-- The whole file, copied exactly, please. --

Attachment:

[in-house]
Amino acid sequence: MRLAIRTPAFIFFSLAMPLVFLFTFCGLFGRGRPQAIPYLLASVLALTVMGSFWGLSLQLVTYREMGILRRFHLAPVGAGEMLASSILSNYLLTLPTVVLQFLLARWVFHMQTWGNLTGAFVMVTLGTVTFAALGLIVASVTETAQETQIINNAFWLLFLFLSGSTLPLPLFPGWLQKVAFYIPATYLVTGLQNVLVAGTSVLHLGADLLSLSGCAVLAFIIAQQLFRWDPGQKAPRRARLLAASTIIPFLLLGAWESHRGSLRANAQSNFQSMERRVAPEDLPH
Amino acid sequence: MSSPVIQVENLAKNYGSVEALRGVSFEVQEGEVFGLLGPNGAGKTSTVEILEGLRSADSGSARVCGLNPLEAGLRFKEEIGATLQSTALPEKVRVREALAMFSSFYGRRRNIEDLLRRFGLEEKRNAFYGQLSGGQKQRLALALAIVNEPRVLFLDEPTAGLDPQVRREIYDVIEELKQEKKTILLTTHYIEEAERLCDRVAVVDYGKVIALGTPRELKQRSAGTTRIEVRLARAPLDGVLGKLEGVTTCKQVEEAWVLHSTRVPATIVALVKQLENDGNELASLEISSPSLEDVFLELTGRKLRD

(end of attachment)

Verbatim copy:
[in-house]
Amino acid sequence: MRLAIRTPAFIFFSLAMPLVFLFTFCGLFGRGRPQAIPYLLASVLALTVMGSFWGLSLQLVTYREMGILRRFHLAPVGAGEMLASSILSNYLLTLPTVVLQFLLARWVFHMQTWGNLTGAFVMVTLGTVTFAALGLIVASVTETAQETQIINNAFWLLFLFLSGSTLPLPLFPGWLQKVAFYIPATYLVTGLQNVLVAGTSVLHLGADLLSLSGCAVLAFIIAQQLFRWDPGQKAPRRARLLAASTIIPFLLLGAWESHRGSLRANAQSNFQSMERRVAPEDLPH
Amino acid sequence: MSSPVIQVENLAKNYGSVEALRGVSFEVQEGEVFGLLGPNGAGKTSTVEILEGLRSADSGSARVCGLNPLEAGLRFKEEIGATLQSTALPEKVRVREALAMFSSFYGRRRNIEDLLRRFGLEEKRNAFYGQLSGGQKQRLALALAIVNEPRVLFLDEPTAGLDPQVRREIYDVIEELKQEKKTILLTTHYIEEAERLCDRVAVVDYGKVIALGTPRELKQRSAGTTRIEVRLARAPLDGVLGKLEGVTTCKQVEEAWVLHSTRVPATIVALVKQLENDGNELASLEISSPSLEDVFLELTGRKLRD